King James’s Attempts to Assert Absolute and Unitary Power
In Shakespeare’s time, some members of the nobility believed that King James was attempting to assert his absolute power as governing monarch and was determined to undermine their rights, such as had been won in 1215 through the Magna Carta, in which King John surrendered some of his power to the Barons. They asserted that England was made up of three forces, king, nobles, and commons, and that each had rights, and that Parliament functioned as a defense against tyranny. James was aware of this opposition to his ambition, and believed that it was grounded in admiration for republican Rome. In 1606, he condemned, according to Anne Barton, in ‘‘Livy, Machiavelli, and Coriolanus, the ‘‘tribunes of the people whose mouths could not be stopped.’’ He meant those in parliament who opposed him.
The Midland Riots of 1607 in England
During the famine of 1607, poor peasants, farmers, and laborers in England protested their condition by rioting for food and against the enclosure of common lands by aristocrats, the practice of which removed farm land from the poor. Significantly, the cause of the plebeian revolt in Coriolanus is lack of food. In Plutarch, Shakespeare’s source, the actual historical cause was the high rate of interest charged the plebeians for their debts.
Until the fifth century before the birth of Christ, Rome was ruled by kings. The last of the kings, Tarquin Superbus, was overthrown and a republic established around 500 B.C.E. The king was replaced by two praetors or, as they are called in Coriolanus, consuls. The consuls had the same power as the kings except that they did not rule for life but were elected for a term of one year.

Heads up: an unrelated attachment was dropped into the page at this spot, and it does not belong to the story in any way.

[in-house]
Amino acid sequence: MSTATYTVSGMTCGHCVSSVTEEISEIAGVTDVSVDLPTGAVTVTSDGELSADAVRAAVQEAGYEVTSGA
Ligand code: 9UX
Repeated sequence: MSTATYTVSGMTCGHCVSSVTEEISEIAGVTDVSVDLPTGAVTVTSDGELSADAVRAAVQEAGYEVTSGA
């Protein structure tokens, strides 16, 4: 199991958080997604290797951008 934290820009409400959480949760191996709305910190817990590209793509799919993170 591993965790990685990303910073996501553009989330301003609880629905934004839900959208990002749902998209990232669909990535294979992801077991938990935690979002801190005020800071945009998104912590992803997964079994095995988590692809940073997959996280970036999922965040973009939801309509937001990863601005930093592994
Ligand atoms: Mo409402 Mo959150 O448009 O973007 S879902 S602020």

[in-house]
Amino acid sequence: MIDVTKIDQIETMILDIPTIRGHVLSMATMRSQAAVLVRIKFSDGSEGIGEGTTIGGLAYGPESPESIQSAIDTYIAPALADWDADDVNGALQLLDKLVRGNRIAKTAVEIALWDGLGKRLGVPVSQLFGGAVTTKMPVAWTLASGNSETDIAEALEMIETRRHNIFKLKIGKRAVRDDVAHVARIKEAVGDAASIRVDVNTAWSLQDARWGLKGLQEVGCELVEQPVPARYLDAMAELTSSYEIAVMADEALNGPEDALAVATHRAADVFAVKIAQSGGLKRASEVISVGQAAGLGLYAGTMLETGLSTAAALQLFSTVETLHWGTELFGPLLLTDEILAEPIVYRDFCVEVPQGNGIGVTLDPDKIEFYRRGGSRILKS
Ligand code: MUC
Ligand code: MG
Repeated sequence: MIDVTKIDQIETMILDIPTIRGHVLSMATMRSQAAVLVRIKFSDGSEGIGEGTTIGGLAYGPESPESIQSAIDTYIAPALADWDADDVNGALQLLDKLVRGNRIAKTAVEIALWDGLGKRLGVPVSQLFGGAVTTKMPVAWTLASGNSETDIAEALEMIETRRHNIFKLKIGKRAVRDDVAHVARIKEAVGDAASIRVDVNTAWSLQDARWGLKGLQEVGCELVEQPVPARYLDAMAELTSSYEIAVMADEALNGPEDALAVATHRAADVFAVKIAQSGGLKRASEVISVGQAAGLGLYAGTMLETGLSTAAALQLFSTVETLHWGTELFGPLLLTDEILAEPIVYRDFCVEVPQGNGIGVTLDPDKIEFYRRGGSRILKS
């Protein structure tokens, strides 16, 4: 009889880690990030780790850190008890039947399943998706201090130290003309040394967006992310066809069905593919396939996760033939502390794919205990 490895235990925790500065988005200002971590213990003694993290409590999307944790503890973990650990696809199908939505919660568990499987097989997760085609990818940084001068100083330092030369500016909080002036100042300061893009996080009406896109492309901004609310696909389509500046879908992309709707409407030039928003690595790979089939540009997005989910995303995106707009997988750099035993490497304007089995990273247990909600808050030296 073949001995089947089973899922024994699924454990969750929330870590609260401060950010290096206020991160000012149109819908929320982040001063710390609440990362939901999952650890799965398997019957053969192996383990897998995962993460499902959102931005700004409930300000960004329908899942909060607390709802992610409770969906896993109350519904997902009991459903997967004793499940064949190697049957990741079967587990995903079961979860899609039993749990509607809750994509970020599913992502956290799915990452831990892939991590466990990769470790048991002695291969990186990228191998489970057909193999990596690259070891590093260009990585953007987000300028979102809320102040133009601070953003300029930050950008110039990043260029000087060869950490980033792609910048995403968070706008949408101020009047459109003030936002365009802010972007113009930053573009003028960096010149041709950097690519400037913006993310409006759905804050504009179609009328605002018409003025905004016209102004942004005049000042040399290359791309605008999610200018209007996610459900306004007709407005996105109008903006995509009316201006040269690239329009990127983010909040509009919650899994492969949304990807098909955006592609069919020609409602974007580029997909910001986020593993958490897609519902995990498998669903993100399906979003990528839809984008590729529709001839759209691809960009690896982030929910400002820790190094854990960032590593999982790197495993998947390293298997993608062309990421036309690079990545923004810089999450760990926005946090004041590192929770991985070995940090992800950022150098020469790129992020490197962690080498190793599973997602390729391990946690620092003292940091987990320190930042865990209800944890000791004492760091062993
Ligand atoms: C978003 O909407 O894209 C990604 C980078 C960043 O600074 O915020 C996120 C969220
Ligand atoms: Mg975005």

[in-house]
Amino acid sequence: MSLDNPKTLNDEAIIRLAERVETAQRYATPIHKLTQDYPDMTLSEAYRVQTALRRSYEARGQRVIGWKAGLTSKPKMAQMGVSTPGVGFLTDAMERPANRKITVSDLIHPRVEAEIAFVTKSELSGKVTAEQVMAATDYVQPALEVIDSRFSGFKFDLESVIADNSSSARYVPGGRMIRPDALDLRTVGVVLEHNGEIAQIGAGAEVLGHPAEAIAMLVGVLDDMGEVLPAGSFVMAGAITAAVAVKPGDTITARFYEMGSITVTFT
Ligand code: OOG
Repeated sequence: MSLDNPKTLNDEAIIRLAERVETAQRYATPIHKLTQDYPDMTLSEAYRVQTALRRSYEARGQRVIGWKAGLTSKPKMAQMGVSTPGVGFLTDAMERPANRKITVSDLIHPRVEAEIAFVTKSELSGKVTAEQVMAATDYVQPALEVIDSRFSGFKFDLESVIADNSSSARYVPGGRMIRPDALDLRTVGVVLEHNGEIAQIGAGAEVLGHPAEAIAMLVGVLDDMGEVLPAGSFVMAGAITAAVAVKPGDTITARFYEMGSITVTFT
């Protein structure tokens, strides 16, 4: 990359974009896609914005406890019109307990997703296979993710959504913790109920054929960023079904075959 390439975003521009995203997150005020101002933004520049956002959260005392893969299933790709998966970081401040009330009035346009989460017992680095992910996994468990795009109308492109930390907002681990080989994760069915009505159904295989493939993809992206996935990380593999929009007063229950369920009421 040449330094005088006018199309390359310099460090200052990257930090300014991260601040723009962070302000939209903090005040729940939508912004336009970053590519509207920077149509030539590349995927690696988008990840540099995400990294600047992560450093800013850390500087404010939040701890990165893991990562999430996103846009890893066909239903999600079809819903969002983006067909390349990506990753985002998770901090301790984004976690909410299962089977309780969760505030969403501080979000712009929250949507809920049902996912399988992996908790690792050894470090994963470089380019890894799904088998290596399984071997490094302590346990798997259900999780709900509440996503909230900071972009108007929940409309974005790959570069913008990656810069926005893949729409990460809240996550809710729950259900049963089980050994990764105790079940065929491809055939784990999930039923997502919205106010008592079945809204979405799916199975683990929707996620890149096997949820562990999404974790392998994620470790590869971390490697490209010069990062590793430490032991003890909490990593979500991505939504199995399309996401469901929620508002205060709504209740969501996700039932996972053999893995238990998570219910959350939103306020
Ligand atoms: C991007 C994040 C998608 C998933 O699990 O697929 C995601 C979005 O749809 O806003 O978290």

Under the old kings, an aristocracy of old families grew up. They were called ‘‘patricians,’’ and the elders of the patricians formed an advisory body to the king, with no governing or legislative power, called a senate. (The word for an elder, in Latin is ‘‘senex.’’) A socially and economically inferior group of people, immigrants and people captured in wars grew up in the kingdom, too. They were called ‘‘plebeians.’’ After the defeat of the kings, which was accomplished by an alliance between patricians and plebeians, and the establishment of the republic, the patricians assumed governing power and the plebeians were granted some of the rights of citizens, with voting power and representatives. Yet they were denied the power and authority that the patricians exercised. Rome was an aristocratic republic, not a democratic republic.
Roman Plebeian Uprising
The patricians were landed, wealthy, and lived within the gates of Rome. The plebeians were poor, lived outside the gates, and eked out a poor living as farmers on land that lay unprotected, especially in times of war when they were off fighting and their farms lay neglected or were ravaged by enemies. Public lands, which in theory belonged to the entire Roman people, in fact were occupied by the patricians. The consequence of economic inequality was that the plebeians were often forced to borrow money, fell into debt, and were subject to usurious interest rates.
Having no legal recourse, in 494 B.C.E., the plebeians refused to fight in the army in the defense of a Rome which exploited rather than supported them; they attempted to secede from Rome and form their own state. Fearing the loss of the army, the patricians capitulated, canceled debts, released prisoners jailed for debt, and created, in 474 B.C.E. a plebeian assembly and the office of tribune of the people. In addition, the patricians granted the plebeians the right to elect two tribunes with veto powers from among themselves to protect their rights. In Coriolanus, these tribunes are Brutus and Sicinius.
Volscians, Antium, and Corioles
At the same time as the domestic strife between the Roman patricians and plebeians was occurring, Rome was under attack by a neighboring people called the Volscians. The Volscians lived in Antium, now called Anzio, a seaport city to the southeast of Rome. In 338 B.C.E., it was conquered by Rome. It became a resort spot for wealthy Romans. The Roman emperors Nero and Caligula were born there. In 1944, it was the scene of an amphibious Allied landing. Corioles was the capitol city of Antium.
Shakespeare for Students:Critical Interpretations of Shakespeare’s Plays & Poetry, Second Edition, Volume 1, authored by Anne Marie Hacht & Cynthia Burnstein, published by Thomson-Gale, 2007